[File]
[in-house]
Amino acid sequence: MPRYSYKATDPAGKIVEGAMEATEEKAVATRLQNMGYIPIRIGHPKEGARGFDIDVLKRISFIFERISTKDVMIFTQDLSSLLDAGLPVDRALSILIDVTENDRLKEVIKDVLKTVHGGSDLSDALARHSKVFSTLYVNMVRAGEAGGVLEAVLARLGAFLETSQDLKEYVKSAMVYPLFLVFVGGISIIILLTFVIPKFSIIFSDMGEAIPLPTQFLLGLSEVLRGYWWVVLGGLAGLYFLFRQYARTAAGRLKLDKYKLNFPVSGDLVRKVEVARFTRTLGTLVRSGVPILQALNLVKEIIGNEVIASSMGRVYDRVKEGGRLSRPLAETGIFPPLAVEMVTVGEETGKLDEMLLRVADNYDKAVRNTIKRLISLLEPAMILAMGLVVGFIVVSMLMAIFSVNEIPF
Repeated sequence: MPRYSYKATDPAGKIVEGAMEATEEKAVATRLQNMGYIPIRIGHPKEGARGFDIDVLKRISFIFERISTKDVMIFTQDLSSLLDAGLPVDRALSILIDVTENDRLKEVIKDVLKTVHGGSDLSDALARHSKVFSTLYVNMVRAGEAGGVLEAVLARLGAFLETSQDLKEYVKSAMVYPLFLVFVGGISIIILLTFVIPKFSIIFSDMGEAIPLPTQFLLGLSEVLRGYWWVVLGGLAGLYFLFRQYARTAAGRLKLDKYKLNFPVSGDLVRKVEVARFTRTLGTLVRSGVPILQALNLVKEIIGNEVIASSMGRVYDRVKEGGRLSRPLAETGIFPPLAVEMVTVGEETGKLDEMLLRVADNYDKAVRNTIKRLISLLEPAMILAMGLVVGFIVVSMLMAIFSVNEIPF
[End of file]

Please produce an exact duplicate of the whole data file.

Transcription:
[in-house]
Amino acid sequence: MPRYSYKATDPAGKIVEGAMEATEEKAVATRLQNMGYIPIRIGHPKEGARGFDIDVLKRISFIFERISTKDVMIFTQDLSSLLDAGLPVDRALSILIDVTENDRLKEVIKDVLKTVHGGSDLSDALARHSKVFSTLYVNMVRAGEAGGVLEAVLARLGAFLETSQDLKEYVKSAMVYPLFLVFVGGISIIILLTFVIPKFSIIFSDMGEAIPLPTQFLLGLSEVLRGYWWVVLGGLAGLYFLFRQYARTAAGRLKLDKYKLNFPVSGDLVRKVEVARFTRTLGTLVRSGVPILQALNLVKEIIGNEVIASSMGRVYDRVKEGGRLSRPLAETGIFPPLAVEMVTVGEETGKLDEMLLRVADNYDKAVRNTIKRLISLLEPAMILAMGLVVGFIVVSMLMAIFSVNEIPF
Repeated sequence: MPRYSYKATDPAGKIVEGAMEATEEKAVATRLQNMGYIPIRIGHPKEGARGFDIDVLKRISFIFERISTKDVMIFTQDLSSLLDAGLPVDRALSILIDVTENDRLKEVIKDVLKTVHGGSDLSDALARHSKVFSTLYVNMVRAGEAGGVLEAVLARLGAFLETSQDLKEYVKSAMVYPLFLVFVGGISIIILLTFVIPKFSIIFSDMGEAIPLPTQFLLGLSEVLRGYWWVVLGGLAGLYFLFRQYARTAAGRLKLDKYKLNFPVSGDLVRKVEVARFTRTLGTLVRSGVPILQALNLVKEIIGNEVIASSMGRVYDRVKEGGRLSRPLAETGIFPPLAVEMVTVGEETGKLDEMLLRVADNYDKAVRNTIKRLISLLEPAMILAMGLVVGFIVVSMLMAIFSVNEIPF